Back in June 2016 we spent a few days in Paris. During our visit a major rain event throughout Europe meant that the River Seine had its worst flooding for years. Below is an extract from our blog which first appeared on A Pair Travelling (8 and 9 June 2016).
We searched for the Eiffel tower but could not find her. She was shrouded in mist and cloud. With every turn of each quintessential Parisienne Avenue she was not there.
All the walkways and embankments by the River Seine had disappeared with the Seine reaching a peak of 6.07m, the highest level in 30 odd years. This was the time of the Strikes against employment law reforms in the El Khomri bill and Euro2016. Add in the weather and the French Nation’s Capital was a little crazier than usual!
We kept bumping into protests, with the first being a very civil affair with striking workers being out numbered about two to one by Gendarmes in full riot gear. The Gendarmes had separated the workers into groups of 10 so that when we came out of Les Invalides train station we ended up in the middle. The Gendarmes and workers were talking and joking with each other – very different to the TV footage we were seeing every night on the news.
Another protest was near the Notre-Dame de Paris. We had biked over using Velib Paris’s self-service bike system to the Cathedral to visit the markets but they had all shut up shop due to the heavy rain. This time the Gendarmes had not split the strikers up but surrounded the whole rally. Interestingly, at no time did we feel unwelcome or unsafe.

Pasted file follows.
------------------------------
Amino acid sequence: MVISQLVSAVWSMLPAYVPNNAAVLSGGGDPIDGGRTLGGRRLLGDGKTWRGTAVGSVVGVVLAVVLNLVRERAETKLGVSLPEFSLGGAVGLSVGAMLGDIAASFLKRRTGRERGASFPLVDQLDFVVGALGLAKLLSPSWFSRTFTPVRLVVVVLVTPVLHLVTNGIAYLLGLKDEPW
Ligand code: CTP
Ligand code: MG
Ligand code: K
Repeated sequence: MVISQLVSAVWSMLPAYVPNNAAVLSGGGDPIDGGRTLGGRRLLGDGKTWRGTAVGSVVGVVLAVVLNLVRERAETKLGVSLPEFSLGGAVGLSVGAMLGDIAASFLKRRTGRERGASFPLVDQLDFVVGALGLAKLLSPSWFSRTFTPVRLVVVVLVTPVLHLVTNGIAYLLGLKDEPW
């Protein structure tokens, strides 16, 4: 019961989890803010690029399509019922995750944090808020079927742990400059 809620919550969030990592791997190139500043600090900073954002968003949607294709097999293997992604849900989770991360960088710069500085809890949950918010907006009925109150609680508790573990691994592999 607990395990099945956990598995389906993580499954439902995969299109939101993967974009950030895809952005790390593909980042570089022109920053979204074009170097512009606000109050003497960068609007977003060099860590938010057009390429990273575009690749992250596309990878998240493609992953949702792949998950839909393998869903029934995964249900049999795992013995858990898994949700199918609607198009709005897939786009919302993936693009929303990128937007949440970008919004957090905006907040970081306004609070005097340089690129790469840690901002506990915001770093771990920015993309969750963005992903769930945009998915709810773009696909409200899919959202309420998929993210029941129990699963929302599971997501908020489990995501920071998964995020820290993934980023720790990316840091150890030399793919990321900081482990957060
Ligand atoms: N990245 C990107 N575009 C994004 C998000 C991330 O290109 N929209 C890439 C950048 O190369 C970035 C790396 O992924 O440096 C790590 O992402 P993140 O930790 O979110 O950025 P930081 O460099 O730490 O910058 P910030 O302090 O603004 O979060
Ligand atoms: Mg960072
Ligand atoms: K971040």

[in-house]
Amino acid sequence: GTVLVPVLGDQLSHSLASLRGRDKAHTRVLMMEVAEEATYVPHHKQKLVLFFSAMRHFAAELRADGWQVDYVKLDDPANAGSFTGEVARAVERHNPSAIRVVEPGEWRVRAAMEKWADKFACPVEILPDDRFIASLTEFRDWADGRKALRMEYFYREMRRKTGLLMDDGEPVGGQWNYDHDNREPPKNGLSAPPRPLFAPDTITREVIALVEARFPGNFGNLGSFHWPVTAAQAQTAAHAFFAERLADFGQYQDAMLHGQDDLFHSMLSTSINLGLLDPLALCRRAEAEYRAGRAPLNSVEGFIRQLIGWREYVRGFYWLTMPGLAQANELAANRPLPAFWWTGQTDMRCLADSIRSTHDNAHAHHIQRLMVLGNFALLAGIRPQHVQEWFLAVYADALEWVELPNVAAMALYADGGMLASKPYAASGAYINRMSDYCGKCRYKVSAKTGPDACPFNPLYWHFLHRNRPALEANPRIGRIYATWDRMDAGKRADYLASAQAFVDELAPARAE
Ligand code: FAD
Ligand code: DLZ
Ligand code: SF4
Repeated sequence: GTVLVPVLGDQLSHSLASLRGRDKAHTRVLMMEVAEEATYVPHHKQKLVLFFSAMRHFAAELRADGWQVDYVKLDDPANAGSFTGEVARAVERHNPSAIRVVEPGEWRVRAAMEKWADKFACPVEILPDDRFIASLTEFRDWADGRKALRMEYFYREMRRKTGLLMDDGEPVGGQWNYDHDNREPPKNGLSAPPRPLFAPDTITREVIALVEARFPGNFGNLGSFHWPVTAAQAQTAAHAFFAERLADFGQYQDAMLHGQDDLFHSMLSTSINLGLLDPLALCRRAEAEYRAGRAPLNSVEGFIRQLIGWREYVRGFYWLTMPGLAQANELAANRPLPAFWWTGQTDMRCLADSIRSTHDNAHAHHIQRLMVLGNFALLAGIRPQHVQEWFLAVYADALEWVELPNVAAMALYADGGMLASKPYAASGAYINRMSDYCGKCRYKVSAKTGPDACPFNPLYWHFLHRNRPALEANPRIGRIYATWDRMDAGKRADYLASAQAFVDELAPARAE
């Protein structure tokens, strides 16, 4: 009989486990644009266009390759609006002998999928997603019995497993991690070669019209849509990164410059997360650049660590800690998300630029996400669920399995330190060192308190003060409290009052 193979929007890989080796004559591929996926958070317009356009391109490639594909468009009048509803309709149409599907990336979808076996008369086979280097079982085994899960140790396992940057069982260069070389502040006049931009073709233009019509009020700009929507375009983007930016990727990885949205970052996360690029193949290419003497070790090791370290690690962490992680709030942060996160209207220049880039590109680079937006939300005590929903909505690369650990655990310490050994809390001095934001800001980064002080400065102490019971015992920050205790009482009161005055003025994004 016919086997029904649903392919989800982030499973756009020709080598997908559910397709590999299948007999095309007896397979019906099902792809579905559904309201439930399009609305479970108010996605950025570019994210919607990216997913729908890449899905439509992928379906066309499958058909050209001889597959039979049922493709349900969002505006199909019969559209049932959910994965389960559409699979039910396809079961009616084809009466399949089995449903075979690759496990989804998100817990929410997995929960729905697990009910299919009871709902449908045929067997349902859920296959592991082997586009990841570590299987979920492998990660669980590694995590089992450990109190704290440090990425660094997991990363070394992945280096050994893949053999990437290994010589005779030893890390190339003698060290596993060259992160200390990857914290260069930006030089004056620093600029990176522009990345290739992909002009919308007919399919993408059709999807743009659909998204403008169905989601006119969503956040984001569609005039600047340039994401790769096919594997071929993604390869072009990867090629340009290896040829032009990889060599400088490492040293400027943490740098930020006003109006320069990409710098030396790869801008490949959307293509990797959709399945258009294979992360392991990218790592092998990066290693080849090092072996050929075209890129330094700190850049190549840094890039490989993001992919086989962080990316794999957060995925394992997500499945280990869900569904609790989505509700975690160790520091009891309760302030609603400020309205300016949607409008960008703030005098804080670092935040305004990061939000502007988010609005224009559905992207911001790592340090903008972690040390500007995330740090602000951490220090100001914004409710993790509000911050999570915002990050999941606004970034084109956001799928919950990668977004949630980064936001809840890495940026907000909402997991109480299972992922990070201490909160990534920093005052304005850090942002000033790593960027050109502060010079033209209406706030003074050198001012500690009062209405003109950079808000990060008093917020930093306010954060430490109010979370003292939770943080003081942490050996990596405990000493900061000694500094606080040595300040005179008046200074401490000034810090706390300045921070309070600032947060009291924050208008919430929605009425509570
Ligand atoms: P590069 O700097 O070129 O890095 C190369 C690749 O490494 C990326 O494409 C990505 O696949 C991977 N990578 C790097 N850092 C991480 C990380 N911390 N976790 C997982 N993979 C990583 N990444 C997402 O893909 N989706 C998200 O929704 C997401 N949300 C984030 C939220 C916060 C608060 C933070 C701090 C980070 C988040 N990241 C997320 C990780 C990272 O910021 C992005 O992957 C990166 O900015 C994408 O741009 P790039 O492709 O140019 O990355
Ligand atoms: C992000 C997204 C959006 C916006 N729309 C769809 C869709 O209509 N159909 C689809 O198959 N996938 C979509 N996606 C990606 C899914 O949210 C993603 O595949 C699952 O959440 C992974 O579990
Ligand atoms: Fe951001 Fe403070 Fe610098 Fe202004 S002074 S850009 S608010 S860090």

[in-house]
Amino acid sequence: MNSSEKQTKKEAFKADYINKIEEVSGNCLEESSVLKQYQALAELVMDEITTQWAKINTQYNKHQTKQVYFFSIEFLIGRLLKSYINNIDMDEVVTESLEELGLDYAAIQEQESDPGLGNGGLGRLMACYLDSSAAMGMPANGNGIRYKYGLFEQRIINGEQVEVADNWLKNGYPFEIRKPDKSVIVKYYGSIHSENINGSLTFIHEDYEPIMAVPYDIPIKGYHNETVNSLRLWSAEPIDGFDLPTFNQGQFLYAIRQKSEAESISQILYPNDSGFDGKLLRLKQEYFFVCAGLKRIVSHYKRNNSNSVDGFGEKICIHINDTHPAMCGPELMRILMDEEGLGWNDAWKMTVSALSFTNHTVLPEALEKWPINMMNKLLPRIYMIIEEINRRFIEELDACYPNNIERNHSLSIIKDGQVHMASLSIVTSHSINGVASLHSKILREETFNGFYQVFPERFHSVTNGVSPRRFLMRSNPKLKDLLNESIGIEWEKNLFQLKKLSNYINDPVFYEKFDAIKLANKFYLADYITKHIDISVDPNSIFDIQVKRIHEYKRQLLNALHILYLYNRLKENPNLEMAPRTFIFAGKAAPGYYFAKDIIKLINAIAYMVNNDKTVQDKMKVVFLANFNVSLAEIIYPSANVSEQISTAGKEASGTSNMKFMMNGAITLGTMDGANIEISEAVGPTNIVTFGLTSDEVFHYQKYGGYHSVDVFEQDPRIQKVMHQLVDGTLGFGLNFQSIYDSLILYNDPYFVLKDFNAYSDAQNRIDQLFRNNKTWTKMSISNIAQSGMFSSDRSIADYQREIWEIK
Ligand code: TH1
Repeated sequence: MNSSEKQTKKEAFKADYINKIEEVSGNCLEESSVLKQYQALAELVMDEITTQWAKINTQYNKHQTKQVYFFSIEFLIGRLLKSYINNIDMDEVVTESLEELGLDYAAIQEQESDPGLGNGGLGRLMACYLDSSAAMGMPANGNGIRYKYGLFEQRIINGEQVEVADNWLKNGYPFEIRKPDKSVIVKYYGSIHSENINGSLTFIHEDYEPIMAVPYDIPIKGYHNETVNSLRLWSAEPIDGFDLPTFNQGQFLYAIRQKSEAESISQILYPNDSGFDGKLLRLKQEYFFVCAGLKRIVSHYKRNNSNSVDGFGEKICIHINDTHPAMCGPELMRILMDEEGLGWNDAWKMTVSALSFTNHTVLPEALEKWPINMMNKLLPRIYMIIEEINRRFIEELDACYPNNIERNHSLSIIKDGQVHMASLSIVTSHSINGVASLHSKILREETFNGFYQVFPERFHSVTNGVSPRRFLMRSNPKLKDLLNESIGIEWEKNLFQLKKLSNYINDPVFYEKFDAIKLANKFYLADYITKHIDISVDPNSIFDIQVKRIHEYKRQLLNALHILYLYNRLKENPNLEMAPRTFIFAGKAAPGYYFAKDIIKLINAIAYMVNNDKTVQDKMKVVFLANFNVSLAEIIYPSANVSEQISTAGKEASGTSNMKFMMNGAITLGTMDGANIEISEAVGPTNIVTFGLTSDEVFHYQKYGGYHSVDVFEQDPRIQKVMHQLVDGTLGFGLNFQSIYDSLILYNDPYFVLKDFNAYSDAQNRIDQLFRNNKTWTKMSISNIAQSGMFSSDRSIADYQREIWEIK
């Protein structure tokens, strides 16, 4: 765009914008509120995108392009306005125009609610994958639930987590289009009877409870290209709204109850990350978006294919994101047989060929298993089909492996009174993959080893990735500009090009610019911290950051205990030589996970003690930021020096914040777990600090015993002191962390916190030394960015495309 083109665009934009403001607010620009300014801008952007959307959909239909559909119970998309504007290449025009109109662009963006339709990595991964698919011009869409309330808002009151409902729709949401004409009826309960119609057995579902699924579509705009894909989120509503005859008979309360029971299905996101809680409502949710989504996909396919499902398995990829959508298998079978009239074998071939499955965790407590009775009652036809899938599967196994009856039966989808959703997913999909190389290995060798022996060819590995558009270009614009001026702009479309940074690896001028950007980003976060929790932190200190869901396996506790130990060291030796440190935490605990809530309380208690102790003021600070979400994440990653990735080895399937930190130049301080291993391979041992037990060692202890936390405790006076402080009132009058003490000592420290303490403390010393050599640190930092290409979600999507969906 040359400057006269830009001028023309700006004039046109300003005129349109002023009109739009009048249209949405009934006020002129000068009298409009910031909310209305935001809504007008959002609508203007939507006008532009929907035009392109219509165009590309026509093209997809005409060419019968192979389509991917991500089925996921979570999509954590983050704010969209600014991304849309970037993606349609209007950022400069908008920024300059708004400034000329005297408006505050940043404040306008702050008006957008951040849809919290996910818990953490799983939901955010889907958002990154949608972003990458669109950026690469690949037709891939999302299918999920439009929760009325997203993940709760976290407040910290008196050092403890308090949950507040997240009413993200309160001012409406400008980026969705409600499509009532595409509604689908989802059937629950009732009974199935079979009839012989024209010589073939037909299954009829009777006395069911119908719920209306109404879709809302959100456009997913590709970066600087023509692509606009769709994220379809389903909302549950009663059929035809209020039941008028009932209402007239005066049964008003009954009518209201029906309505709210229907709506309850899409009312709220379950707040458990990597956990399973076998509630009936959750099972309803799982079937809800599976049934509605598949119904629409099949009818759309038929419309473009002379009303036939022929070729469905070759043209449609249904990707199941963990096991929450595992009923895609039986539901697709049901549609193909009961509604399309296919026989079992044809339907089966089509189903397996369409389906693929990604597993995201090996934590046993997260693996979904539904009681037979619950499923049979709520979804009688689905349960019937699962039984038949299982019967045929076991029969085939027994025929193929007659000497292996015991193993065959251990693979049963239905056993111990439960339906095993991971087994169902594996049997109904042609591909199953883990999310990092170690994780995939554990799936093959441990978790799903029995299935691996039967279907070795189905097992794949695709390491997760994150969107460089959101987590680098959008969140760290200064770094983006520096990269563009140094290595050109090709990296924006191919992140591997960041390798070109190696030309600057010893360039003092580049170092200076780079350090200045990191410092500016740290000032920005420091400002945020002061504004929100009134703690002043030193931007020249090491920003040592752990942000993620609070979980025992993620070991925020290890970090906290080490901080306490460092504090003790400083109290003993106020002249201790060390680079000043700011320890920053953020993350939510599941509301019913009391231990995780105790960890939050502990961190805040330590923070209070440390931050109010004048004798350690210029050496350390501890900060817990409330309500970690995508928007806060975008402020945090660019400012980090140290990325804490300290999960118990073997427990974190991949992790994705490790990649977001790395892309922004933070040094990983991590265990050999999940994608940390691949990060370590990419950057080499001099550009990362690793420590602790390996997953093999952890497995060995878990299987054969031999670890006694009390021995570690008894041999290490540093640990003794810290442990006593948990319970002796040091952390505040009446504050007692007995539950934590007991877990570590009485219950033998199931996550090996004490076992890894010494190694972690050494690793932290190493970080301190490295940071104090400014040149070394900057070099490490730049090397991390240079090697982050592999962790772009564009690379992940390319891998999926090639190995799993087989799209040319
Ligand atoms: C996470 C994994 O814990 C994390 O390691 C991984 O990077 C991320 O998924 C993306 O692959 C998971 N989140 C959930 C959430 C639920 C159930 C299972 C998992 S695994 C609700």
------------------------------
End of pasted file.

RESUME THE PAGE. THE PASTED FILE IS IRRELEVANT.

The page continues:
Our trip to the Louvre had been interrupted by the flooding, with all private tours sadly cancelled. It was still open to individuals so we headed in. The museum was closed the following day as the flooding required works at risk of damage to be moved to higher parts of the gallery.
The Louvre is OMG huge. We hadn’t any plan as we were counting on the guide giving us a tour, so we spent the first 30 minutes coming to grips with how huge the place was and arguing over the best plan of attack. We ended up doing a highlights self-guided tour which meant that we got to see large numbers of people taking selfies with the Mona Lisa and Venus de Milo.
It’s about this time that we got what I like to call ‘Ikea Panic’. You first arrive all bright eyed and excited with endless possibilities. New experiences wait so you grab your trusty map and start to explore. So many amazing things to look at and so many people make for an exciting buzz. With every turn there is more, and more, and more. You haven’t brought water, and a loo would be nice but you can’t find the exit let alone a loo. They are making you walk through more rooms to get to the exit. Then you have to go through the shop to get out…that’s about when the IKEA Panic sets in…….GET ME OUT OF HERE!